A structure believed to be a Hindu temple in Bali was found. The temple is also thought to be the largest temple ever found in Bali.
Wayan Swantika of the local archaeology agency says that workers were digging a drainage basin last week in eastern Denpasar, Bali’s capital, when they discovered a large stone about 1 meter underground. So far, the excavation teams have uncovered 57-meter of the temple structure.
The temple is still being analysed but according to its shape and characteristics, Wayan Swantika believes that the temple was built between the 13th and 15th century.
Last month, an 11 years old boy, Yevgeny Salinder, found a well-preserved mammoth carcass at his home in Taymyr, Siberia, Russia.
The mammoth carcass is estimated to be 30,000 years old. It is informally named Zhenya, after the boy’s nickname. Its official name is the Sopkarginsky mammoth, according to ABC News. The 16-year-old mammoth was 2 meters tall and weighed 500 kilograms.
Could have been “possibly” killed by a human or a rival mammoth.
The mammoth was pretty small for his age.
It’s one of the best-preserved bodies of a grown mammoth yet found.
A giant poolside mosaic featuring intricate geometric patterns was unearthed in the southern Turkey earlier this week under a farmer’s field. The first hint that something stunning lay underground in southern Turkey came in 2002, when Purdue University classics professor Nick Rauh walked through a freshly-plowed farmer’s field near the ancient city of Antiochia ad Cragum. The plow had churned up bits of mosaic tiles.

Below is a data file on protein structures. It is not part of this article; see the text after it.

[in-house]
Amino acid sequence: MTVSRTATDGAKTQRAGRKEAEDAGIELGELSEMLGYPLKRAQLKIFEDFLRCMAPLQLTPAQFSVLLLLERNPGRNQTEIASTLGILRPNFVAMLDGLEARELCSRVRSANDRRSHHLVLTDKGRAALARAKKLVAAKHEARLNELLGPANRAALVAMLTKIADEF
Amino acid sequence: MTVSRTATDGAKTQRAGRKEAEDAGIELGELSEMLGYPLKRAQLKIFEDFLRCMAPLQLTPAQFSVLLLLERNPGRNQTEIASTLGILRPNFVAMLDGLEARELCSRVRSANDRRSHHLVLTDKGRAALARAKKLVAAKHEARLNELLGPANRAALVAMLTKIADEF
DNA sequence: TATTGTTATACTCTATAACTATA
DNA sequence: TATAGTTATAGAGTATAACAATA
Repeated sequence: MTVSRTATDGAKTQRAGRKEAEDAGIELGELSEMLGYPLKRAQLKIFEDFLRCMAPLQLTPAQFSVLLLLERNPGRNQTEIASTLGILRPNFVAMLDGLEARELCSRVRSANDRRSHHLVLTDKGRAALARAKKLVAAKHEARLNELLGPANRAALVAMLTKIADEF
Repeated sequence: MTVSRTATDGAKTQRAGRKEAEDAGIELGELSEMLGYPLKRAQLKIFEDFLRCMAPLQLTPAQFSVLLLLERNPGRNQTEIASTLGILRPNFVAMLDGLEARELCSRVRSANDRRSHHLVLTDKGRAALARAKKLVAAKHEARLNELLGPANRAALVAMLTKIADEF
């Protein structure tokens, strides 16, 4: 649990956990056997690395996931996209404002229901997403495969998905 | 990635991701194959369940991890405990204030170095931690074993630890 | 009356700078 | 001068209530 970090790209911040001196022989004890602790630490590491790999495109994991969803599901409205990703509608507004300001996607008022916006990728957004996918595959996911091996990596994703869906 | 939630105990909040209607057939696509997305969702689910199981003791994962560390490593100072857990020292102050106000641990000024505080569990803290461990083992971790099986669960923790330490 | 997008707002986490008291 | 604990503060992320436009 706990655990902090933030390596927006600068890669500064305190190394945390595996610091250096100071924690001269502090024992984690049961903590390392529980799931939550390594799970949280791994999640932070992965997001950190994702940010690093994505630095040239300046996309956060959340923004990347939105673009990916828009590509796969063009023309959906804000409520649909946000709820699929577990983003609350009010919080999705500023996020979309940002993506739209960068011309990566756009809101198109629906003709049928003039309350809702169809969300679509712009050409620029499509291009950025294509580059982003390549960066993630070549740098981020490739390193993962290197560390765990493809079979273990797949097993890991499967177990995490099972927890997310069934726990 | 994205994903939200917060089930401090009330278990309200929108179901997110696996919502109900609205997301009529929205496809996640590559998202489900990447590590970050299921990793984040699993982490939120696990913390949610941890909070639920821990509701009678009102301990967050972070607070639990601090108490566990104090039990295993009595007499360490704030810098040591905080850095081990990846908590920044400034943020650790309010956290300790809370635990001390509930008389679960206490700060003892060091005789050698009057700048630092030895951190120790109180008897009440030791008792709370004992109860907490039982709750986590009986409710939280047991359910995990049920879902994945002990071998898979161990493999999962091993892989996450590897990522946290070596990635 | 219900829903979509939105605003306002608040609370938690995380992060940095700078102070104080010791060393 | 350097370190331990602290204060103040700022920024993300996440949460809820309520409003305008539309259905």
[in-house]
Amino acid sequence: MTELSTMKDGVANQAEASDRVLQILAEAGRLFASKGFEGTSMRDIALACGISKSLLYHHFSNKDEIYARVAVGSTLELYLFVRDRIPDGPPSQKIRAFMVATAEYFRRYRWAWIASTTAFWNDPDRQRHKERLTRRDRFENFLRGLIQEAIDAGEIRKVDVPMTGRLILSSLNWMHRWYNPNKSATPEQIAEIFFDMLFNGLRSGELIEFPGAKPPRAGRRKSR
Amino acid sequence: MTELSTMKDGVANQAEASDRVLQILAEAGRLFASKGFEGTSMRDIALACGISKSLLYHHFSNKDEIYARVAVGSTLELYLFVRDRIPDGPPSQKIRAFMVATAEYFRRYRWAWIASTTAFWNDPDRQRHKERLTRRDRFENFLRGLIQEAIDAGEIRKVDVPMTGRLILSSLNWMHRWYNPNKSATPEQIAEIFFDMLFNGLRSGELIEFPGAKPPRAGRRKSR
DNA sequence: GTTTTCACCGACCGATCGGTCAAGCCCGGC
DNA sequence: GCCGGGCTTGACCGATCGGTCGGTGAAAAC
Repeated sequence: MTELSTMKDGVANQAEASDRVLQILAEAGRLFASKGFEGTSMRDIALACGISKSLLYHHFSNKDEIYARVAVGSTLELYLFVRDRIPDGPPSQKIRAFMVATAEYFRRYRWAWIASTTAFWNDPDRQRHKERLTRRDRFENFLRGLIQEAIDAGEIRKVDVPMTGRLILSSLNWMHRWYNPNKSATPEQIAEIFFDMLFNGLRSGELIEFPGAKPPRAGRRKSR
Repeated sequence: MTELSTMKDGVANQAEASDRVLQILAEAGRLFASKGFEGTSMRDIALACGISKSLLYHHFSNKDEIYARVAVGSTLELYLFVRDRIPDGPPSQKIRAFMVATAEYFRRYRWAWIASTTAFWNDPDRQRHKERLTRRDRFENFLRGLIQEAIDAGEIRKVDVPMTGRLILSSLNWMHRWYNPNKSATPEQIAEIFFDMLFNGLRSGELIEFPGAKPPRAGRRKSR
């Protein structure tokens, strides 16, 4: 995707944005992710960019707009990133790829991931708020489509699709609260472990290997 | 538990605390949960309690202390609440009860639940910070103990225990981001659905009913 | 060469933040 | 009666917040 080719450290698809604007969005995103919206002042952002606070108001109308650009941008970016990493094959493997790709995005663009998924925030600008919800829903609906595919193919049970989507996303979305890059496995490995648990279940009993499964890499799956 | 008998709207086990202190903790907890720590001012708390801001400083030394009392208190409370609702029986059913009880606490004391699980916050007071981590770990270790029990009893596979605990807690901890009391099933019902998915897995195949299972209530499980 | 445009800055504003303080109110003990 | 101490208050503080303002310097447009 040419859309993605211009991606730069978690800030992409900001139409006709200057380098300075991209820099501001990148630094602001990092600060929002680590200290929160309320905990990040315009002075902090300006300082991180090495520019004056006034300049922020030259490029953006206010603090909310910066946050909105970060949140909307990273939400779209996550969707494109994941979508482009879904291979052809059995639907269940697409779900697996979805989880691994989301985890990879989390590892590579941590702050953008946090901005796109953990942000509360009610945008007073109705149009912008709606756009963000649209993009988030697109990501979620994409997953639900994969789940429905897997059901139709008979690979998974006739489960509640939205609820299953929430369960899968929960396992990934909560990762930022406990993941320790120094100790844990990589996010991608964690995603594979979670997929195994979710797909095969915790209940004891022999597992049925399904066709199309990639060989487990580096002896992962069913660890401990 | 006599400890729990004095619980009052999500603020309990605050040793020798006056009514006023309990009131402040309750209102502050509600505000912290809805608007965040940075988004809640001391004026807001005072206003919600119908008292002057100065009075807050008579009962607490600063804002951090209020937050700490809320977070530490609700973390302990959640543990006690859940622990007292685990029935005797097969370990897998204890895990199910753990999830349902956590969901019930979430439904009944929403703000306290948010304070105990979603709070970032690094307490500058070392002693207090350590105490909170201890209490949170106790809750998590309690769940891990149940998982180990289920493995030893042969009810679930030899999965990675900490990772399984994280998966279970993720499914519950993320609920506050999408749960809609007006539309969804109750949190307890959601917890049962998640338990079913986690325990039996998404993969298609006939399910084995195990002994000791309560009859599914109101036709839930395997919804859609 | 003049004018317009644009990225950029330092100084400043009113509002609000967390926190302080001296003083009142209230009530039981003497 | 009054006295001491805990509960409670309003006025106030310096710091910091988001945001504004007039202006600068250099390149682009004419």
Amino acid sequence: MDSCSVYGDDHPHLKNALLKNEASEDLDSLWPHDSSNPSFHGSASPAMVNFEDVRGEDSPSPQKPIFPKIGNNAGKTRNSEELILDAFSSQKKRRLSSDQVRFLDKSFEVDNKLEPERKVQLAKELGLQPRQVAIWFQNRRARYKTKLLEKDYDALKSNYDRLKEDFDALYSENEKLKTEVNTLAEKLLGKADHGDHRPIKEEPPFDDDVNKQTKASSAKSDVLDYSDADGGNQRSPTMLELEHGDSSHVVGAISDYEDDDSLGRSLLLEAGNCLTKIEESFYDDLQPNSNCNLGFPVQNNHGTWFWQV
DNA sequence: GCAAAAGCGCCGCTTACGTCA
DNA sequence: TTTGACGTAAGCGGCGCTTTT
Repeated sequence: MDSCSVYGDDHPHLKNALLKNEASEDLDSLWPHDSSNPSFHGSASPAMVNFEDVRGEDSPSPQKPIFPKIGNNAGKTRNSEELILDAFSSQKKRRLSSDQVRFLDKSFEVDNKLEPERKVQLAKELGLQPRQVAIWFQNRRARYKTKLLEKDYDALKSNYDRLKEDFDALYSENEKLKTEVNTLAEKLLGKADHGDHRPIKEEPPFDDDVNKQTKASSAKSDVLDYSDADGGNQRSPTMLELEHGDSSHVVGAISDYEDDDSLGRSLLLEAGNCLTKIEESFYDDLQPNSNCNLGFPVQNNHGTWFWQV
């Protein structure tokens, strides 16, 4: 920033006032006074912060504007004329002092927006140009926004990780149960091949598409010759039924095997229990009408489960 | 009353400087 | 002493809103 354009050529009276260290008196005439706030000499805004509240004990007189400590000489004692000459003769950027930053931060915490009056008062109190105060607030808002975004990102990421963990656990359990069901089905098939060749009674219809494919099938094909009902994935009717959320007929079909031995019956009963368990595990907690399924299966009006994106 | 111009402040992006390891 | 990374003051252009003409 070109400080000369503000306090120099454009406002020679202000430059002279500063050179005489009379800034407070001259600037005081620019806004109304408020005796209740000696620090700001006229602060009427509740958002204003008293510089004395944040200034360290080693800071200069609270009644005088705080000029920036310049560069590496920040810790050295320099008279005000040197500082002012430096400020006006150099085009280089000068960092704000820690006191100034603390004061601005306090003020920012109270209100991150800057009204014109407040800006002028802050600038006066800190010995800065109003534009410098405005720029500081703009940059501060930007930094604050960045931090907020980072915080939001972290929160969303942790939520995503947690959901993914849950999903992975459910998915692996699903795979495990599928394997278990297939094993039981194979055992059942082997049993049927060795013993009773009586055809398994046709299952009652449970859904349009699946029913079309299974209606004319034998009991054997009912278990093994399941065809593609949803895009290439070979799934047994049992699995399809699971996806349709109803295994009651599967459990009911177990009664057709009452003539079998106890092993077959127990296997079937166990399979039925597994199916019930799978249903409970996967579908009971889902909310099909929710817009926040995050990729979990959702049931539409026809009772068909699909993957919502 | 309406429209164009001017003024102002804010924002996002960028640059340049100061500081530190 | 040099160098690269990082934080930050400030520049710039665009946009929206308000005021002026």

The mosaic was a decorated floor of a bath complex. The pool was 7-meter long. The find likely dates to the third or fourth century, said Michael Hoff, a University of Nebraska, Lincoln art historian and director of the mosaic excavation. The mosaic composed of large squares, forming unique geometric designs, from starburst patterns to intertwined loops on white background.
The mosaic is 149 square meters. So far, it is the largest Roman mosaic ever found in southern Turkey. The existence of the mosaic suggests that Antiochia ad Cragum was far more influenced by the Romans than believed.
Only about 40 percent of the mosaic had been revealed so far. The team will return with students and volunteers to complete the mosaic excavations in June 2013. Hoff said, the plan is to construct a wooden shelter over the entire mosaic and open the site to public visits.
Archaeologists in Mexico Cit have unearthed the remains of 15 people in an ancient Mexican settlement. Most of them are the remains of the children of travelling merchants during the Aztec times.
They also found ceramic flutes, bowls, incense burners, the remains of a dog that was sacrificed to accompany a child in the afterlife and other artifacts of a pre-Columbian civilization.
According to researcher, Alejandra Jasso Pena, a construction was about to start on five buildings in a Mexico City neighborhood when the National Institute of Anthropology and History asked to carry out an excavation of the site first.
Experts suspected the site was an important ceremonial center for the Tepanec tribe between 1200 and 1300. The influential traders living there were called Pochtecas.